Grace's Guide To British Industrial History

Registered UK Charity (No. 115342)

Grace's Guide is the leading source of historical information on industry and manufacturing in Britain. This web publication contains 147,919 pages of information and 233,587 images on early companies, their products and the people who designed and built them.

Grace's Guide is the leading source of historical information on industry and manufacturing in Britain. This web publication contains 147,919 pages of information and 233,587 images on early companies, their products and the people who designed and built them.

Difference between revisions of "Henry Houldsworth"

From Graces Guide
 
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Later he moved the business to Cheapside Street, Anderston.   
Later he moved the business to Cheapside Street, Anderston.   


His son, [[John Houldsworth]] (1807-1859), entered the family business and rose to become head of spinning.  John and his other son, [[William Houldsworth]], became partners in the business which became [[Henry Houldsworth and Sons]].  
His son, [[John Houldsworth]] (1807-1859), entered the family business and rose to become head of spinning.  John and his other son, [[William Houldsworth]], became partners in the business which became [[Houldsworth and Sons|Henry Houldsworth and Sons]].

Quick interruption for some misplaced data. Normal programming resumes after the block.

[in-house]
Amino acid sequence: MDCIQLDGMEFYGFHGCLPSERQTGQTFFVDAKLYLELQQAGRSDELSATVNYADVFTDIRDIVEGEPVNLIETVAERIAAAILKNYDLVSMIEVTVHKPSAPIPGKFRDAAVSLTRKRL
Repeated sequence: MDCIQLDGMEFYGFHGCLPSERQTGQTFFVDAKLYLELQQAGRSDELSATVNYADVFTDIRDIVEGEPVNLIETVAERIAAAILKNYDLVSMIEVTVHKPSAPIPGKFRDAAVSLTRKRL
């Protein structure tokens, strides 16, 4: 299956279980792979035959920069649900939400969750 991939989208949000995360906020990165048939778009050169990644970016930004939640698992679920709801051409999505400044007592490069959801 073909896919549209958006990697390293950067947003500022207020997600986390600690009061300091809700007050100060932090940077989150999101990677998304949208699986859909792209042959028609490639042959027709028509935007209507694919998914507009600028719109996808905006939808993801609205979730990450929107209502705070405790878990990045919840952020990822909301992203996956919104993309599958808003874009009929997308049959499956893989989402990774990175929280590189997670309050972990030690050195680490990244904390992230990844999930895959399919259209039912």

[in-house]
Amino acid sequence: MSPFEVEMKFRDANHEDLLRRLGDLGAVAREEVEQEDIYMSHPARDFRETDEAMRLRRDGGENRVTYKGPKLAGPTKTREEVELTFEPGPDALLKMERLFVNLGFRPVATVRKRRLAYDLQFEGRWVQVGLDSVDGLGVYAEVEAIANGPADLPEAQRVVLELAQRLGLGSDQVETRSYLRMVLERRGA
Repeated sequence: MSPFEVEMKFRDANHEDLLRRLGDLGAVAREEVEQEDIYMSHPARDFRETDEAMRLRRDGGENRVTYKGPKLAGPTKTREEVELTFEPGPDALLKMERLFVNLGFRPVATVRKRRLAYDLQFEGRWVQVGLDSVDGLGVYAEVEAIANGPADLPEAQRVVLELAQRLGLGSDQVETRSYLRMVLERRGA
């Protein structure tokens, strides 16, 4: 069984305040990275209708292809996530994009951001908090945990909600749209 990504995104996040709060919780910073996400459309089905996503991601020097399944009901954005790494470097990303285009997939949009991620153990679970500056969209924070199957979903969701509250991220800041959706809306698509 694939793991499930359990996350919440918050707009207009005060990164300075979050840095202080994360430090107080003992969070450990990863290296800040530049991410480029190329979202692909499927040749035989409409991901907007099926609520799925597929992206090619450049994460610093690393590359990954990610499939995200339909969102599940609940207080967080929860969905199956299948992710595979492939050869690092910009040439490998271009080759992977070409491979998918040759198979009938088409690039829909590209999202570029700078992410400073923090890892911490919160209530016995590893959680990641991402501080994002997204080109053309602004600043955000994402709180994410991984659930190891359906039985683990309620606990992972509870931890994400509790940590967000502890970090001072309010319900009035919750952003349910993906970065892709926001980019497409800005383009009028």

Recognising an opportunity in the new iron trade, they started the [[Anderston Foundry Co|Anderston Foundry and Machine Works]] also in Cheapside Street, for the purpose of making and repairing machinery for their mill.  
Recognising an opportunity in the new iron trade, they started the [[Anderston Foundry Co|Anderston Foundry and Machine Works]] also in Cheapside Street, for the purpose of making and repairing machinery for their mill.  

Latest revision as of 17:33, 8 February 2016

Henry Houldsworth, a Nottingham cotton-spinner, moved to Glasgow to manage the mill of William Gillespie and Co

By 1801 Houldsworth was running the spinning business at Woodside as a separate concern, Henry Houldsworth and Co

Later he moved the business to Cheapside Street, Anderston.

His son, John Houldsworth (1807-1859), entered the family business and rose to become head of spinning. John and his other son, William Houldsworth, became partners in the business which became Henry Houldsworth and Sons.

Recognising an opportunity in the new iron trade, they started the Anderston Foundry and Machine Works also in Cheapside Street, for the purpose of making and repairing machinery for their mill.

The foundry business continued even as cotton spinning declined.


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